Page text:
Emoji at MoMA: Considering the 'original emoji' as art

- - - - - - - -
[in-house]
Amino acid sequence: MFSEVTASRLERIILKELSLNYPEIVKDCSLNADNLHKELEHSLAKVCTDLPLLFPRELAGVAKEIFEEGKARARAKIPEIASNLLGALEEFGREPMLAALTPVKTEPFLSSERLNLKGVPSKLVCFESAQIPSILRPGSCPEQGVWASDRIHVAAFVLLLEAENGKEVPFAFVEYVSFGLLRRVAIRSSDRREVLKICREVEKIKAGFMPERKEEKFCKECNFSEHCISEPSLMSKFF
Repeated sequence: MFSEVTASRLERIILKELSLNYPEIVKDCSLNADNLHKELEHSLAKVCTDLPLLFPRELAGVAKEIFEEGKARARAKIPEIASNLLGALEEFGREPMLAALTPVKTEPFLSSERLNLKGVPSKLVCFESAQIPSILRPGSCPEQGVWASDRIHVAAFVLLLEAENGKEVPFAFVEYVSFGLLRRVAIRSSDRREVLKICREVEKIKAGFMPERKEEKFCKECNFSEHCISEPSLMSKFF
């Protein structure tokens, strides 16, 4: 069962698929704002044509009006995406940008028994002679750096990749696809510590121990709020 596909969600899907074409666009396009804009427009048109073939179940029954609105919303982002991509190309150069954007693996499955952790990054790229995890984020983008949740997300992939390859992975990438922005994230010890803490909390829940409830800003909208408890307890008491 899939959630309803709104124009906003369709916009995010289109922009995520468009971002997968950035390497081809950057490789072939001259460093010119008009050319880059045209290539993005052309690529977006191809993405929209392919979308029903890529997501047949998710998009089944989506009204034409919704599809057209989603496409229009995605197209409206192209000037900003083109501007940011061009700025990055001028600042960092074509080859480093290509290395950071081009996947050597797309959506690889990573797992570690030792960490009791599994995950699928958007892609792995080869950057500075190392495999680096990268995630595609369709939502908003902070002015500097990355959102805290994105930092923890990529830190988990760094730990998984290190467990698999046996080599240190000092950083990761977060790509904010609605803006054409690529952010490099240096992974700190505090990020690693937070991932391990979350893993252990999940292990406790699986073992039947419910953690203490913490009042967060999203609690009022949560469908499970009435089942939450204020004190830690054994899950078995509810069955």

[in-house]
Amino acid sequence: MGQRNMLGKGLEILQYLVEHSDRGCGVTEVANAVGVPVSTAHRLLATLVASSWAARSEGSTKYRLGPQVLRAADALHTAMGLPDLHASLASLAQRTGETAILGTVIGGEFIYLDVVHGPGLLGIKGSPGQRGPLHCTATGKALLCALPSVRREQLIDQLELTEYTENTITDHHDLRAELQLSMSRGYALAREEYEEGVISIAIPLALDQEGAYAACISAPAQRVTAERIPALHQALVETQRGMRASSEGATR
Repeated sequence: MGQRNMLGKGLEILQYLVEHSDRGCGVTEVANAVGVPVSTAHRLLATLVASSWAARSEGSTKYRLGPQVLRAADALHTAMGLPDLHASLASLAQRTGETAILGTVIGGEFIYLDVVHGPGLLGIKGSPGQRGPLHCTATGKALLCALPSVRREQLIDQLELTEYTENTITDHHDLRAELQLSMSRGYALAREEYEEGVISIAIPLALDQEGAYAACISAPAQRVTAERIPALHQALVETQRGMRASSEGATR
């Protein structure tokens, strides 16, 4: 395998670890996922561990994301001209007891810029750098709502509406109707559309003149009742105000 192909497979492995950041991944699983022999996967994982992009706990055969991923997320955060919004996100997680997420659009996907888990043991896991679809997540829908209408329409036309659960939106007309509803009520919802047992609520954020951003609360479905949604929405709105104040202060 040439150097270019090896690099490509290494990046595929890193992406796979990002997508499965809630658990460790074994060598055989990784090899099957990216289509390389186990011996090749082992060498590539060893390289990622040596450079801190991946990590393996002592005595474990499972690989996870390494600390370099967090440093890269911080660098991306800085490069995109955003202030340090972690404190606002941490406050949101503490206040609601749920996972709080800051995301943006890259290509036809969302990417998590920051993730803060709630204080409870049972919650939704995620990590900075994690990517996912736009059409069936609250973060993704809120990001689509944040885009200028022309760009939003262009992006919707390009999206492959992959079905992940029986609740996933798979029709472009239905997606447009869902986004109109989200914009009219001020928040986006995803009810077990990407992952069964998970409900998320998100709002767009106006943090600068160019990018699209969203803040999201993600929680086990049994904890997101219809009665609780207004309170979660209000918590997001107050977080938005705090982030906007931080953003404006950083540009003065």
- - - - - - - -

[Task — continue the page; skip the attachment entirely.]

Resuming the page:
>In 2016, the Museum of Modern Art (MoMA) in New York announced that it had acquired for its permanent collection the original set of 176 emoji characters developed in 1999 by Japan’s telecommunication provider NTT DoCoMo. MoMA also organized an exhibition of the emoji in the museum’s lobby with the title “The Original Emoji, by Shigetaka Kurita,” thus highlighting its historical significance and the role of the designer. This paper explores new and critical yet under-discussed issues surrounding MoMA’s acquisition and exhibition of the first emoji set. What happens when emoji enters an art museum? What can the MoMA’s accession and exhibition of emoji tell us about emoji, about art, and about the relationship between them? I will examine the discourses on the MoMA’s emoji accession, which reveal two positions against the emoji as art: a conservative view that emoji is not art and thus should not be in the museum and a revisionist effort to frame the emoji as a design innovation rather than as art. But I draw attention to the MoMA’s exhibition of the emoji, which I analyze as a materialized display of the originally virtual characters. Using textual and aesthetic analyses together with theories of art, I argue the emoji at MoMA is art.
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